US Patent Office decimates Amazon's 1-Click Patent

Only five of 26 claims survive

Eight claims fell because of an article that appeared in Newsweek in 1995, The End of Money?, by senior editor Steven Levy. Levy's Newsweek article included this explanation:

You're cruising the net, hopping from link to link with your favorite browser. In a small window in the corner of your screen sits a ledger. '$100.00' it reads. As you land on a favorite website, something strikes your fancy – an annotated bibliography of every article ever written about Sandra Bullock! Only five bucks. You click on a button, and the file is downloaded to your computer. That tiny ledger on your screen now reads '$95.00.'

The USPTO noted: "Levy shows method for ordering an item using a client system (a computer and a website, ...the method comprising: displaying information identifying the item (for example, an article on Sandra Bullock) and displaying an indication of a single action that is to be performed to order the identified item by clicking on a button."

Another of Amazon's patents, Secure method and system for communicating a list of credit card numbers, filed in 1995 and naming Bezos as inventor, undermined three other claims of the 1-Click patent.

Five claims in the 1-Click patent were upheld because the prior art did not cover a single-action ordering system that includes a shopping cart ordering component. The patents cited by Calveley related to a system called DigiCash, where a user has access to electronic cash to purchase items electronically.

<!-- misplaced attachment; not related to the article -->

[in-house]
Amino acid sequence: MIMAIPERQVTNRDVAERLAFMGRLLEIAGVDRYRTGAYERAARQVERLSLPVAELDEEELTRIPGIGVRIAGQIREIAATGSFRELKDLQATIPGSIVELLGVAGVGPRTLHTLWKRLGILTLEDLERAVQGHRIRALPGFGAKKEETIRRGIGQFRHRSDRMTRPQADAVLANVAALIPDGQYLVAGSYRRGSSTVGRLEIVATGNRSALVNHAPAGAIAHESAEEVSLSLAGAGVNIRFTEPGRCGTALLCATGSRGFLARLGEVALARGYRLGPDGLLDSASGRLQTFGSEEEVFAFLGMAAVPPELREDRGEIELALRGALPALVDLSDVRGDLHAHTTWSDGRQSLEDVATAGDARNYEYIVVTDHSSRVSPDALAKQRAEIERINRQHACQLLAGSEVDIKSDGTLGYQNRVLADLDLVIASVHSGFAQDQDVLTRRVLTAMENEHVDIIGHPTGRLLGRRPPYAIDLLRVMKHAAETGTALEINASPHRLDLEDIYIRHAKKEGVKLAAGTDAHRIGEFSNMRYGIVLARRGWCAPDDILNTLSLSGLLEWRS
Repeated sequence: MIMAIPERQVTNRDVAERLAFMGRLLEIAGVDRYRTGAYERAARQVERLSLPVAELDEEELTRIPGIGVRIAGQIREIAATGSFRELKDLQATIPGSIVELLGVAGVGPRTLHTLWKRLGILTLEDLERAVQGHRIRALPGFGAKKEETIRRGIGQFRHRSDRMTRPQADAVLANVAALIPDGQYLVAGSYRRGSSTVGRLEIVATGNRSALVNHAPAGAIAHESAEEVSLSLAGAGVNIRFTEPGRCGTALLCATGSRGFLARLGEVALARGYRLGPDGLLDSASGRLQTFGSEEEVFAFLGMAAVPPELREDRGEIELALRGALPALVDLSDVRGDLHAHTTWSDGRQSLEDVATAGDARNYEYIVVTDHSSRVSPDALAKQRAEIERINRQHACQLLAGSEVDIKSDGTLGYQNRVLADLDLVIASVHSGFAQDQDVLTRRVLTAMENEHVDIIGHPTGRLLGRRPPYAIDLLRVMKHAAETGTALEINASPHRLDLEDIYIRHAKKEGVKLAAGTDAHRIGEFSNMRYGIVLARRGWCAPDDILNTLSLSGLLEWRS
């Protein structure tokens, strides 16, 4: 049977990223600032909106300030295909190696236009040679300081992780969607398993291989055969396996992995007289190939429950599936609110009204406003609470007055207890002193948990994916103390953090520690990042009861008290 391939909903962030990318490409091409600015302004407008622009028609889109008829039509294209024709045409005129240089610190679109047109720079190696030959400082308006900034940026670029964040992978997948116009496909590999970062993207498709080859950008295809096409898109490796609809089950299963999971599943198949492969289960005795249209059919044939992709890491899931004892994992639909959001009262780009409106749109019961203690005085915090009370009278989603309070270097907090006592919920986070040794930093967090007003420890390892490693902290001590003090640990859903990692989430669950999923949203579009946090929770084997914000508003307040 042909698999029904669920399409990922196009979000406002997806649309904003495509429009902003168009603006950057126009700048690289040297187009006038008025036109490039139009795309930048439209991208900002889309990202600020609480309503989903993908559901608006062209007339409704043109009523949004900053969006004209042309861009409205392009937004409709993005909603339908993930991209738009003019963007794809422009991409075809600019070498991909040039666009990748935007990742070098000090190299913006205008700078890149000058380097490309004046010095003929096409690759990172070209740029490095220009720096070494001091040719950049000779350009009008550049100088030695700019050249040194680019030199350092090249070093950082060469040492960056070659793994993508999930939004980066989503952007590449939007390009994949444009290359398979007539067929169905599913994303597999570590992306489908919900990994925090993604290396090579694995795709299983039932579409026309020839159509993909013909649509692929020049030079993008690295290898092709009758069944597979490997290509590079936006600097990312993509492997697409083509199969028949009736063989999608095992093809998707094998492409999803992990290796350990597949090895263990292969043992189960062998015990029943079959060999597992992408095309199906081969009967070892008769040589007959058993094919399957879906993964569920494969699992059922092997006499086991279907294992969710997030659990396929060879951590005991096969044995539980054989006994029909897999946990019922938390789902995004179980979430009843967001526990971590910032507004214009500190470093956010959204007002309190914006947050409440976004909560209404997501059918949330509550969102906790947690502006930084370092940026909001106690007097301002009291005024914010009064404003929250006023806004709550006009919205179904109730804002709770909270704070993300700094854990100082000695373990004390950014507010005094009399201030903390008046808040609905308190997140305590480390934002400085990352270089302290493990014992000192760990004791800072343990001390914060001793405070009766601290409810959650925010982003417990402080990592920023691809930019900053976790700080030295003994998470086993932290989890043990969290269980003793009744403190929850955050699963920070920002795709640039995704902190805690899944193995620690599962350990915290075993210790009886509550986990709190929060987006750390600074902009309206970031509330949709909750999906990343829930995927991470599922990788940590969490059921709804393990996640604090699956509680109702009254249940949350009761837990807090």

"None of these DigiCash or electronic cash systems or the prior art contemplates or suggests a single action ordering system or component that includes a shopping cart ordering component."

The patent office concludes that two claims in Amazon's patent could become patentable if they were amended to refer to a shopping cart model.

In a blog posting last night, Calveley wrote: "Amazon has the opportunity to respond to the Patent Office's rejection, but third party requests for reexamination, like the one I filed, result in having the subject patent either modified or completely revoked about two-thirds of the time."

Amazon.com's 1-Click patent became famous when it sued rival bookseller Barnes & Noble.com in 1999. It alleged infringement for allowing B&N customers to make repeat purchases just by clicking on a product. B&N argued that the patent should be declared invalid but a court imposed an injunction, requiring it to change its shopping process. The companies later agreed settlement terms. Amazon.com has since licensed the patent to other retailers, including Apple.

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